We recently hired a new team member, and we’re worried about onboarding them when we are all working remotely due to COVID-19. How can we maintain new hire engagement when doing onboarding remotely?
For some companies, remote onboarding is nothing new. They may have team members across the US, or even internationally, and are familiar with the process of bringing someone on board without ever physically meeting the person. For these companies, they are able to maintain new hire engagement when onboarding remotely because remote work is already built into their culture. But, for the majority of others, the COVID-19 pandemic has prompted unprecedented pivots to their day-to-day operations, including adjusting their onboarding plans to a new remote structure.
Many companies prefer in-person onboarding for the opportunity to build casual rapport with their new employees, and to introduce them to the in-office environment. Employees enjoy the opportunity to take new team members out to lunch, introduce them to the rest of the team, and help them acclimate to a new environment. The in-person onboarding creates a sense of immersion, allows the employee to live and breathe within their new environment, and requires the new hire to remain engaged in their day. So how do companies ensure these new employees feel engaged from the moment they sign their letter of employment – even from behind their own computer screen at home?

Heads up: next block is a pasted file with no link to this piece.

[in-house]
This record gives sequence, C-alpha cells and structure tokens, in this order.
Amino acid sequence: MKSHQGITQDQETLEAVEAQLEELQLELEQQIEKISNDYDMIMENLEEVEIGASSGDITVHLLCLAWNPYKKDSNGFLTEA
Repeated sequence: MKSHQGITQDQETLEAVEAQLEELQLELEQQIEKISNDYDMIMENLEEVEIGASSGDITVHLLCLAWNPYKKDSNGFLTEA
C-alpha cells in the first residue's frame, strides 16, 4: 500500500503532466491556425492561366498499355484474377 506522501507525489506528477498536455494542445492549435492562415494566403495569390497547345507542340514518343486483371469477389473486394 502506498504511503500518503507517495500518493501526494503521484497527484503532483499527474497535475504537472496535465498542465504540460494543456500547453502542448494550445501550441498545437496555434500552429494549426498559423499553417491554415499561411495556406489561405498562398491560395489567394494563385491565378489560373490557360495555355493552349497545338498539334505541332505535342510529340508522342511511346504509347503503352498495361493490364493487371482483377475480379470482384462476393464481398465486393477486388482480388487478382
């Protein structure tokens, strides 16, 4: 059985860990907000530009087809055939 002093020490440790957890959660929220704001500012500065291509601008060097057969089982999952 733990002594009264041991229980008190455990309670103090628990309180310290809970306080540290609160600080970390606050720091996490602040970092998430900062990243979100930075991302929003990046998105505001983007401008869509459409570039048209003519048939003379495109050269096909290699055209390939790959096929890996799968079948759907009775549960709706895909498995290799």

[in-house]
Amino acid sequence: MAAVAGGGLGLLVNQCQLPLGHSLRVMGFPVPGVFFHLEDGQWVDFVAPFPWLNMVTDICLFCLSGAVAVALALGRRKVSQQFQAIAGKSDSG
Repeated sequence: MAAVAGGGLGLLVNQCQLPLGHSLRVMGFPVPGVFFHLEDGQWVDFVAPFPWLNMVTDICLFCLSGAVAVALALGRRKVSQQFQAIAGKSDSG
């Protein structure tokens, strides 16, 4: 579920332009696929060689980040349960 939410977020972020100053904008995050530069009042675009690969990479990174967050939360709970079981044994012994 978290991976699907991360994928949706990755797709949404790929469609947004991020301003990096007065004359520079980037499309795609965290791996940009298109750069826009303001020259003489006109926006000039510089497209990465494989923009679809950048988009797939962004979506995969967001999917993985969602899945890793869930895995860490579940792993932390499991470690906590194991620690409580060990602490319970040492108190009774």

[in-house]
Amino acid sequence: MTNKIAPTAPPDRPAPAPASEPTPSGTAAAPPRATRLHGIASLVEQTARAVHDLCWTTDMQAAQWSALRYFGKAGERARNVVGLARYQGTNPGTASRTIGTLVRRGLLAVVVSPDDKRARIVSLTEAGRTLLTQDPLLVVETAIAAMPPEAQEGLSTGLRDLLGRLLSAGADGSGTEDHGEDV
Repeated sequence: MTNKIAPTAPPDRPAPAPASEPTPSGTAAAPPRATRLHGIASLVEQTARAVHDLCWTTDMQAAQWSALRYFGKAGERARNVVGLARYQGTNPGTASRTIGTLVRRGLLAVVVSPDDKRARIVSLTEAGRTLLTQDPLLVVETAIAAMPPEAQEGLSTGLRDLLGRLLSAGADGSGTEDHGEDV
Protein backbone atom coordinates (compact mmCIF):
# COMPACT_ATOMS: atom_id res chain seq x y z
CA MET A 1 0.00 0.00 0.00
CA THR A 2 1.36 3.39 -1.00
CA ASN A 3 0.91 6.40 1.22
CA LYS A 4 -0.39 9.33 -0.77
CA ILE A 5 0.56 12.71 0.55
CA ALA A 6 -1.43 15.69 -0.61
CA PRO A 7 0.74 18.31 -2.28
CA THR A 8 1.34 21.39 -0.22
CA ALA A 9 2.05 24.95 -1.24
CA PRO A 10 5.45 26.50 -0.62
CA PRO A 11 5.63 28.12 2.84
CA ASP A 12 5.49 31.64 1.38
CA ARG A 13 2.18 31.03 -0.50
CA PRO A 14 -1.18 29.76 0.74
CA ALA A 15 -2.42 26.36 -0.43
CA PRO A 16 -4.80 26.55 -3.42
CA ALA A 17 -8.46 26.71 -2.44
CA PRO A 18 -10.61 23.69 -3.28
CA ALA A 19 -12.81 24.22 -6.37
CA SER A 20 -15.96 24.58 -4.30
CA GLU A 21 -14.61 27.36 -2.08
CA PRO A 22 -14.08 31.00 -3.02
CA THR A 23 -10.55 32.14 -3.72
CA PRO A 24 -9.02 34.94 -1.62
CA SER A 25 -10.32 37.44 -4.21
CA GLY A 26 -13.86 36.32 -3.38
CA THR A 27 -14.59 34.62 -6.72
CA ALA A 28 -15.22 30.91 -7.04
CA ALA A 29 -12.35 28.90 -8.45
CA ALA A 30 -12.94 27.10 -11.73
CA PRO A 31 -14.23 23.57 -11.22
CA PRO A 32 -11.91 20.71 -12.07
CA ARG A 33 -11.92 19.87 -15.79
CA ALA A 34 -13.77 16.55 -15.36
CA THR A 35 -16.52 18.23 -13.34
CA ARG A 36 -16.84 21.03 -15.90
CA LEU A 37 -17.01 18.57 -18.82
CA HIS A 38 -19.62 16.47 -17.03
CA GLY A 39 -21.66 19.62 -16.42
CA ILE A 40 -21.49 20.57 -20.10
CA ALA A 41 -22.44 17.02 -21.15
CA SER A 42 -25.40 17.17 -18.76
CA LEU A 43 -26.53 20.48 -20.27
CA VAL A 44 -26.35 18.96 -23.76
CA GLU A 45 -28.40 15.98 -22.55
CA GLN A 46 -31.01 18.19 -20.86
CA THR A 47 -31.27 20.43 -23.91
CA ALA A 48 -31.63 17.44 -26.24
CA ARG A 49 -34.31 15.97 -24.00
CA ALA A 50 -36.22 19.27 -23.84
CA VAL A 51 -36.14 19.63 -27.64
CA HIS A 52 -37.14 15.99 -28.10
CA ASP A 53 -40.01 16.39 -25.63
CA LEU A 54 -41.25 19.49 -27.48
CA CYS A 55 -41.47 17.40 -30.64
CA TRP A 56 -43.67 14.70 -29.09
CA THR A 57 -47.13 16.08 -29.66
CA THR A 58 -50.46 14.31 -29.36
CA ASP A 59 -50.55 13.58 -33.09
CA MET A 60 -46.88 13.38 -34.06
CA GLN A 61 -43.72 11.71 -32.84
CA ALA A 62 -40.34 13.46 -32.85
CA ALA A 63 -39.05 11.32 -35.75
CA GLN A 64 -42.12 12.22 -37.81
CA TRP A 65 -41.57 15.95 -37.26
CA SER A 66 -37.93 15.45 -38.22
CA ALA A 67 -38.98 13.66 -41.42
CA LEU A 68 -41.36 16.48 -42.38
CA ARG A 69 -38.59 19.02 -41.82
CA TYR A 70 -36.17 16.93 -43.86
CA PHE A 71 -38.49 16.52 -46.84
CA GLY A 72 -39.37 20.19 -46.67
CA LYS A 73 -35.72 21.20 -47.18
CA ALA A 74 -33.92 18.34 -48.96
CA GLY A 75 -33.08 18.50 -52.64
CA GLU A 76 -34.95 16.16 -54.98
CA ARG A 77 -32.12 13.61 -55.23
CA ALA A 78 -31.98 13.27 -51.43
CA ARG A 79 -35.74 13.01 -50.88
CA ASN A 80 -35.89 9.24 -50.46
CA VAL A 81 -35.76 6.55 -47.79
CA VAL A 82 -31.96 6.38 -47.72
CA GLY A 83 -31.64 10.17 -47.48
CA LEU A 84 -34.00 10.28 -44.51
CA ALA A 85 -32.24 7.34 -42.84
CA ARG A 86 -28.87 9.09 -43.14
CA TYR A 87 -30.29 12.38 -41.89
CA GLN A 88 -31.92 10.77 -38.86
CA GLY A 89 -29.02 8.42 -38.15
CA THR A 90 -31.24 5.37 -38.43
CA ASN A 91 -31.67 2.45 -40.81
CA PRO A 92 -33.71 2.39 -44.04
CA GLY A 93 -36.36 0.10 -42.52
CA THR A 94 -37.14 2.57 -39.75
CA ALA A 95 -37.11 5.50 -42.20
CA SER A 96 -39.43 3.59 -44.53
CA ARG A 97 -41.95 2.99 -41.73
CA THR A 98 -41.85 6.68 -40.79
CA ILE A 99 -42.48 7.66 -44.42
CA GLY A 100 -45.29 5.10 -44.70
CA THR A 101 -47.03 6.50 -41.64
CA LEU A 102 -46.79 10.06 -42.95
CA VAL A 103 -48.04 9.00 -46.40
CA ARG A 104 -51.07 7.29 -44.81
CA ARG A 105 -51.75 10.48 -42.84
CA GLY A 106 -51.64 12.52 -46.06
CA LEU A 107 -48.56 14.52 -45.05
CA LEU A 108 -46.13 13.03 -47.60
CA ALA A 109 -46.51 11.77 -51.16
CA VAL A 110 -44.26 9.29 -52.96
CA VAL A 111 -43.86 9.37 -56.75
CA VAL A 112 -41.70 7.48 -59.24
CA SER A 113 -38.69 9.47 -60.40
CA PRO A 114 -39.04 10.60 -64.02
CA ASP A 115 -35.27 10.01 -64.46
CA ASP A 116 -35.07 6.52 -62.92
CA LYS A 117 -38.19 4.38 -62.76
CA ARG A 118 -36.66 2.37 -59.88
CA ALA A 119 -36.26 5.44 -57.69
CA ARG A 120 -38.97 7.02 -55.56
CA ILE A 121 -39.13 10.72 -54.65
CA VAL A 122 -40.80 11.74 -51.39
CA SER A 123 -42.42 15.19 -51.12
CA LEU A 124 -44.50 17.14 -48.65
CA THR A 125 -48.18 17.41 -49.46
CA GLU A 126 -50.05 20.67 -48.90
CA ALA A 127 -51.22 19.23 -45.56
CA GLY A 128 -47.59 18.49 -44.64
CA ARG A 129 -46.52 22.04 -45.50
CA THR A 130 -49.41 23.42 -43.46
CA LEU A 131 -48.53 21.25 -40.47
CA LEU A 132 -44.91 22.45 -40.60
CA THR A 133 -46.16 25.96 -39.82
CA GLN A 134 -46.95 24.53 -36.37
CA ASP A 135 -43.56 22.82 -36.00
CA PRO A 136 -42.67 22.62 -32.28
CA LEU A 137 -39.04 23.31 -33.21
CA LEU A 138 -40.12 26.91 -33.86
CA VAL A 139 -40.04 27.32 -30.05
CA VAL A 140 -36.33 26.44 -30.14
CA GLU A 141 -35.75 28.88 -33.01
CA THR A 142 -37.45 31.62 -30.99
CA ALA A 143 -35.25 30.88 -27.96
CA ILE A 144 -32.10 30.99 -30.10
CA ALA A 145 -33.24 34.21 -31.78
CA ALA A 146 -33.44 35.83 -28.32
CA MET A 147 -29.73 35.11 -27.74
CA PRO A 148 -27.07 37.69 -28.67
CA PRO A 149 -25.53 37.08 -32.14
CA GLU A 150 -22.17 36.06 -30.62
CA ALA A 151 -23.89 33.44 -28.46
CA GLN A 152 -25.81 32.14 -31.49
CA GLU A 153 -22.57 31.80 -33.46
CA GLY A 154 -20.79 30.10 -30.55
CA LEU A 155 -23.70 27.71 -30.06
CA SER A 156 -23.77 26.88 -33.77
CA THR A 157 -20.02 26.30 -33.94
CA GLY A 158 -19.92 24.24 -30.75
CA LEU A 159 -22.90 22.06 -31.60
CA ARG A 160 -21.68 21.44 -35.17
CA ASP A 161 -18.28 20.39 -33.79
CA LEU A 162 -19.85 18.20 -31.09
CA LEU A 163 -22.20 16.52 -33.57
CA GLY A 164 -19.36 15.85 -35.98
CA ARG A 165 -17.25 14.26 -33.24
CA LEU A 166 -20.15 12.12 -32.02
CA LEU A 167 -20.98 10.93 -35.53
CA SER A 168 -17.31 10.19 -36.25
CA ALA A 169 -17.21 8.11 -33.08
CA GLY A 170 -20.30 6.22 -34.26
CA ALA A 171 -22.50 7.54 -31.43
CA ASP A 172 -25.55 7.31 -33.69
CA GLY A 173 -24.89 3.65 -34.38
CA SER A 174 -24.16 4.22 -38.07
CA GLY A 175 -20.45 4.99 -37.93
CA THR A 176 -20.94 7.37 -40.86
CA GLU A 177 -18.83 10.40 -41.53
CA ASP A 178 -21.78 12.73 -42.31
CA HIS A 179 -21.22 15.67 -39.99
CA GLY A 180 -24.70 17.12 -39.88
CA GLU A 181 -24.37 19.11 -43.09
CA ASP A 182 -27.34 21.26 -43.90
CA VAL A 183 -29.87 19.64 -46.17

Engage from the get-go
When you’re onboarding a new employee, it’s more than just paperwork. In the SHRM article “Virtual Onboarding of Remote Workers More Important Than Ever,” Lianne Vineberg, Founder and Director of Talent & Recruitment at Talent in the 6ix, states that “the No. 1 thing to remember [when onboarding a new employee] is that you’re building a foundation for the new hire to have new relationships in the workplace and helping them to have a voice, which is even more important when they are remote.” Furthermore, employers should strive to make virtual onboarding seamless, dynamic, and informative.
Without the opportunity to physically immerse the new hire into the company culture and environment, it becomes imperative that strong relationships and lines of communication are established early, making them feel comfortable and welcomed.
Consider adding helpful touchpoints to encourage engagement. Once the employment letter is signed, kick off the celebration by sending the new employee a welcome email. Best practice is for the direct supervisor to send this email, introducing themselves and establishing a relationship. Consider sending the typical welcome packet they would get on day one to their home, giving them an opportunity to familiarize themselves with the company even further. Encourage the new employee to set up their home office, including tips and tricks from their new team. Ensure all necessary technology is available to help the new employee start their first day at 100%. This could include sending them a laptop or other necessary hardware for work from home. Send a welcome gift to the new employee’s home – maybe a plant, company swag, or office decorations. It’s the thought that counts.